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South Kenton to Hendon Park

I walked this, the tenth stage of the Capital Ring on the 29th November 2006. I had been going to walk this stage the day before but the weather was so wet I ended up staying at home! Today there was not a cloud in the sky, hardly any breeze and once again unseasonably warm temperatures.

Preston Park
Capital Ring Waymarker
Glendale Gardens, Wembley
(1) Preston Park
(2) Capital Ring Fingerpost
(3) Glendale Gardens, Wembley

I arrived at South Kenton station to resume my walk after a rather slow trip up on the Bakerloo line. From South Kenton station the Capital Ring passes through a number of suburban streets before making its way into Preston Park, photo 1. A Capital Ring fingerpost in the park showed that it was now only 28 miles back to the Woolwich foot tunnel. Leaving Preston Park the path makes its way through more quiet suburban streets, photo 3, up to the main road by Preston Park Tube Station.

West Hill, Wembley
Barn Hill Open Space
View back to Harrow
(4) West Hill, Wembley
(5) Barn Hill Open Space
(6) View back to Harrow

The Capital Ring crosses the road opposite the entrance of the tube station before turning right down Uxendon Crescent, the path heading gently downhill towards the Avenue. Passing under a rail bridge the path turns left into West Hill, photo 4; the couple on the path were also out walking the Capital Ring. From West Hill the route soon turns left once again into Uxendon Hill before taking a short footpath between houses which leads into the Freynt Country Park. The path follows the side of the Jubilee line for a short distance before turning to cross the Barn Hill Open Space, photo 5, up to the top of Barn Hill. Although grassy the ground was completely saturated, with standing water in places, which meant my feet were soon soaked. As much of the day was going to be along tarmac surfaces I had worn my Merrel walking shoes rather than my leather walking boots which was probably a mistake they don't have much (any) water resistance. Photo 6 was taken looking back towards Harrow, just before entering the wooded area at the top of Barn Hill.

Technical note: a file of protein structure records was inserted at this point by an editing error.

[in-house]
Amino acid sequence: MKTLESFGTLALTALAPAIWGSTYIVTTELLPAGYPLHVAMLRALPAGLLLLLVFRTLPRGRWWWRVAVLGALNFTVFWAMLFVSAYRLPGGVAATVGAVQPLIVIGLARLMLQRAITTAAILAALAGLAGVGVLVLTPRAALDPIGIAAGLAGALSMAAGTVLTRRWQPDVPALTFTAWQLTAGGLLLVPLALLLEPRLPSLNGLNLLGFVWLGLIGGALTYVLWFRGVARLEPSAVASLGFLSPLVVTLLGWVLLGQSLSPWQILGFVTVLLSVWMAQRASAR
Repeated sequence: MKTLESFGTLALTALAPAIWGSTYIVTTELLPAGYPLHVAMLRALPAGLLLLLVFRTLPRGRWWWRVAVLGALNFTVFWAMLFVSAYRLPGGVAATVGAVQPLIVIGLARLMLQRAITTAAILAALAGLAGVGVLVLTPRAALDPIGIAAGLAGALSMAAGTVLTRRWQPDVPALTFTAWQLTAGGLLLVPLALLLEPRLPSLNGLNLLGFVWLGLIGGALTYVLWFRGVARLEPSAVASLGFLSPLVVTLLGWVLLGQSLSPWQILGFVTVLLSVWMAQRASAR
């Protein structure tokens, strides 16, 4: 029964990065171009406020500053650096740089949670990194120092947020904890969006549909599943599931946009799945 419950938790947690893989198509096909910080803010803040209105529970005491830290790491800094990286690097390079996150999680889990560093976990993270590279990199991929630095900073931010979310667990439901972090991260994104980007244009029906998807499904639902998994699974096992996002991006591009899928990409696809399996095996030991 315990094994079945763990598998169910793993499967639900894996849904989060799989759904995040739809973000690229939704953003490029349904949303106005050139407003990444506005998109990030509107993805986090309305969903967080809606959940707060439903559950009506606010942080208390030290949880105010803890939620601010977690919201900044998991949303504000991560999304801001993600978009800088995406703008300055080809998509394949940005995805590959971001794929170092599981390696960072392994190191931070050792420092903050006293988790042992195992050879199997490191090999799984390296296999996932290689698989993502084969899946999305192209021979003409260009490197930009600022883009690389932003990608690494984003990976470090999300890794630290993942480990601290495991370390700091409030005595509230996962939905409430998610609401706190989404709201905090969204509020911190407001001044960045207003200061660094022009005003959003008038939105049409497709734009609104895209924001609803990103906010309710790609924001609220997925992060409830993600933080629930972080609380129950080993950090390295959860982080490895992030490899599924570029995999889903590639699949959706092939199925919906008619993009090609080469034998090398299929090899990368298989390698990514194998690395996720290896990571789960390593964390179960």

Trig point, Barn Hill
Descending from Barn Hill
Fryent Country Park
(7) Trig point, Barn Hill
(8) Descending from Barn Hill
(9) Fryent Country Park

Heading through the trees the path soon reaches a pond at the top of the hill. Just to the right of the pond is a trig point, photo 7. Looking ahead from the trig point there was an excellent view of the new Wembley Stadium however this was directly into the sun so it was impossible to get a photo. While I was there a couple of Parakeets were squawking high up in the trees around the pond, I still can't get over how common they are becoming around London. Leaving the top of the hill the path makes its way round the side of the pond before heading downhill through trees, photo 8. Just before an open space is reached, photo 9, the path turns to the right running just inside the trees towards a car park besides A4140 Fryent Way.

Fryent Country Park
View back to Barn Hill
Brent Reservoir
(10) Fryent Country Park
(11) View back to Barn Hill
(12) Brent Reservoir